Thus far, Russia has failed to achieve its goal by military invasion in the east of Ukraine of splitting Ukrainian society and reversing the nation’s democratic European choice. On the contrary, we can argue that armed aggression has strengthened civil society in Ukraine and made it more resilient.
Civil society has realized its responsibility for national security, with private citizens and businesses donating substantial funds to the Ukrainian army. Civil volunteers and activists have helped on many important issues. Society respects and supports the army. According to opinion polls since 2014, the Armed Forces consistently enjoy the highest levels of trust in society among all state institutions.
The combat capabilities, readiness, and practical skills of Ukraine’s Armed Forces, Special Operations Forces, and National Guard have reached much higher levels compared to 2014. Ukraine has gained invaluable experience of war, given the duration and multidimensional nature of the ongoing conflict. This experience is studied and analyzed by military and civilian experts who regularly come to Ukraine. The multinational training of the Ukrainian Armed Forces in the framework of military assistance is recognized by partner countries as a mutually beneficial exchange of experience.
Ukraine’s path towards NATO membership is imprinted in the Constitution of Ukraine and underlying policies. The country’s pro-NATO course is supported by a majority of Ukrainians.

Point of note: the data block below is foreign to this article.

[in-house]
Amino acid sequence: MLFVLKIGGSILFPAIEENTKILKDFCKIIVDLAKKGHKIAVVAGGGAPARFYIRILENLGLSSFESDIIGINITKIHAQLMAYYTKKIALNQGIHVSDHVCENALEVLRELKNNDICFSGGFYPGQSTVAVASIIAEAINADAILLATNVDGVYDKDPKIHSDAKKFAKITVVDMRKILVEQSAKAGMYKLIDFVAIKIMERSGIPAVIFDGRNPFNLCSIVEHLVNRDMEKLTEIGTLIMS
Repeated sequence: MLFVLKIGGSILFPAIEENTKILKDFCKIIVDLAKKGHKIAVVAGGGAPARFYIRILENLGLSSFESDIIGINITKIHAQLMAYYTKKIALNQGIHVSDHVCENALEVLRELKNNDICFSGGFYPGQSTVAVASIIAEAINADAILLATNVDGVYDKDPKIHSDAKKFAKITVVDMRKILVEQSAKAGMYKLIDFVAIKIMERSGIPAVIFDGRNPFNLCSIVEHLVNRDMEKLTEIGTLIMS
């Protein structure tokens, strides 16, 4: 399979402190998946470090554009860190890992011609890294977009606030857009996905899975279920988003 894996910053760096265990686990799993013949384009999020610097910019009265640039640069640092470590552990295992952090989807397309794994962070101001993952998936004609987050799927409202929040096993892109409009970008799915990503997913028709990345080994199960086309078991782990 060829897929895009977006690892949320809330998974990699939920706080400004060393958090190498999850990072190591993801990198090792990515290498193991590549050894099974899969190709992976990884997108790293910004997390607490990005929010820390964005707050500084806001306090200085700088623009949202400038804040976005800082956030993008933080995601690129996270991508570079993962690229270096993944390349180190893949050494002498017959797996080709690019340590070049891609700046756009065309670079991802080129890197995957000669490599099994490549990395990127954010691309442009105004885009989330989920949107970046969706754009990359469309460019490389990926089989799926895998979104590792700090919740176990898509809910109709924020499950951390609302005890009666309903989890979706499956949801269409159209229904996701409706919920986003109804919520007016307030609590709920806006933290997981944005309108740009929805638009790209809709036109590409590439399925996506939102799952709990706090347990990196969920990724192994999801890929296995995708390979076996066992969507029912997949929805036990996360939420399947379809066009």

The transition to NATO standards has been carried out with the participation of NATO advisers helping to integrate the security and defense sector into the Euro-Atlantic community. Ukrainian personnel are constantly undergoing special training activities based on NATO approaches and practices.
Ukraine’s defense management system has incorporated new approaches, including capability-based planning. The command and control system of the UAF has been transformed in accordance with the principles and logic of NATO J (L/M/N/A)-structures to the level of brigades, unified ranks, and basic job descriptions. Extended programs of bilateral and multilateral cooperation are being implemented, including the training of servicemen of combat units (about 10,000 people per year), as well as the development of institutional and combat capabilities.
Ukraine’s defense planning system meets the key requirements of the NATO planning process, including the logic of building and developing capabilities on all basic components (DOTMLPF-I) taking into account capability life cycle considerations.
The defense policy and strategic planning departments of the Ministry of Defense and the UAF have since 2019 implemented NATO approaches in new cycles of defense planning and defense reviews. Key strategic documents for the development of defense forces (Military Security Strategy and Strategic Defense Bulletin) have been developed based on the results of the Defense Review 2019. Implementation documents on the development, generation, and employment of the armed forces are being produced within this framework.
Ukraine has been granted the status of NATO Enhanced Opportunities Partner due, in part, to evidence of the progress it has made. This status provides multiple new practical opportunities in addition to the existing support of the NATO-Ukraine Comprehensive Assistance Package. The NATO Summit in 2021 reaffirmed the strategic agreement of all NATO countries that Ukraine will become a full member.